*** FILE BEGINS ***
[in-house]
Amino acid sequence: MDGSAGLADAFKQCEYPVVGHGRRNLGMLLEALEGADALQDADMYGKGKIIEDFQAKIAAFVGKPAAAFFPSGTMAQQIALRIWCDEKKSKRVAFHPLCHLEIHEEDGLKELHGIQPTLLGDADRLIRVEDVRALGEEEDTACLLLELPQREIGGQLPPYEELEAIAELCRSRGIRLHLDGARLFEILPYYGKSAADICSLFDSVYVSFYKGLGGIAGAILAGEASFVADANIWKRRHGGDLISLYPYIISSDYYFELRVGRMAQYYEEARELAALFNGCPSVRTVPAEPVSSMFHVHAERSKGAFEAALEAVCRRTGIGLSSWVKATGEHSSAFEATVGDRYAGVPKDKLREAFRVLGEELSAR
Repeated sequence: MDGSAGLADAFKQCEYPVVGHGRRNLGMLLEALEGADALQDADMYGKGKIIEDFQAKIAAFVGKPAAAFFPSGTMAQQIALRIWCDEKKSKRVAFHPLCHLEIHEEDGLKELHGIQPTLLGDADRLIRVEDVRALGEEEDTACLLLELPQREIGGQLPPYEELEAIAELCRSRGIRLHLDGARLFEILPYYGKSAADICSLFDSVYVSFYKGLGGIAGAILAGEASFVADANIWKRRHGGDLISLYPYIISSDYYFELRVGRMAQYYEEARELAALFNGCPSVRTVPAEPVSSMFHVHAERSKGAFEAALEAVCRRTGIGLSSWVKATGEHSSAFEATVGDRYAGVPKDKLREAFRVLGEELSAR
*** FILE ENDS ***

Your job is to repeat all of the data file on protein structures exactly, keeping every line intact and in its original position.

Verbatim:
[in-house]
Amino acid sequence: MDGSAGLADAFKQCEYPVVGHGRRNLGMLLEALEGADALQDADMYGKGKIIEDFQAKIAAFVGKPAAAFFPSGTMAQQIALRIWCDEKKSKRVAFHPLCHLEIHEEDGLKELHGIQPTLLGDADRLIRVEDVRALGEEEDTACLLLELPQREIGGQLPPYEELEAIAELCRSRGIRLHLDGARLFEILPYYGKSAADICSLFDSVYVSFYKGLGGIAGAILAGEASFVADANIWKRRHGGDLISLYPYIISSDYYFELRVGRMAQYYEEARELAALFNGCPSVRTVPAEPVSSMFHVHAERSKGAFEAALEAVCRRTGIGLSSWVKATGEHSSAFEATVGDRYAGVPKDKLREAFRVLGEELSAR
Repeated sequence: MDGSAGLADAFKQCEYPVVGHGRRNLGMLLEALEGADALQDADMYGKGKIIEDFQAKIAAFVGKPAAAFFPSGTMAQQIALRIWCDEKKSKRVAFHPLCHLEIHEEDGLKELHGIQPTLLGDADRLIRVEDVRALGEEEDTACLLLELPQREIGGQLPPYEELEAIAELCRSRGIRLHLDGARLFEILPYYGKSAADICSLFDSVYVSFYKGLGGIAGAILAGEASFVADANIWKRRHGGDLISLYPYIISSDYYFELRVGRMAQYYEEARELAALFNGCPSVRTVPAEPVSSMFHVHAERSKGAFEAALEAVCRRTGIGLSSWVKATGEHSSAFEATVGDRYAGVPKDKLREAFRVLGEELSAR